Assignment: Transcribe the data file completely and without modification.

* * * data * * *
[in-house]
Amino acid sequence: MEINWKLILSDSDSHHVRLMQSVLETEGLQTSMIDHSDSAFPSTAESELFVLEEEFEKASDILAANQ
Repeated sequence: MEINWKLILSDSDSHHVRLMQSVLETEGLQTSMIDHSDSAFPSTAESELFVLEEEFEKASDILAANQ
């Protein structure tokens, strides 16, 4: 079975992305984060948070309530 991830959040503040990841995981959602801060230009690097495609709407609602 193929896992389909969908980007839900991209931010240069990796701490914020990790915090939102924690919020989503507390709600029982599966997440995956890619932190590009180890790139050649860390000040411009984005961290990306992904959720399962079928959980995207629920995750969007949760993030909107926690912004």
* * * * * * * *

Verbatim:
[in-house]
Amino acid sequence: MEINWKLILSDSDSHHVRLMQSVLETEGLQTSMIDHSDSAFPSTAESELFVLEEEFEKASDILAANQ
Repeated sequence: MEINWKLILSDSDSHHVRLMQSVLETEGLQTSMIDHSDSAFPSTAESELFVLEEEFEKASDILAANQ
């Protein structure tokens, strides 16, 4: 079975992305984060948070309530 991830959040503040990841995981959602801060230009690097495609709407609602 193929896992389909969908980007839900991209931010240069990796701490914020990790915090939102924690919020989503507390709600029982599966997440995956890619932190590009180890790139050649860390000040411009984005961290990306992904959720399962079928959980995207629920995750969007949760993030909107926690912004």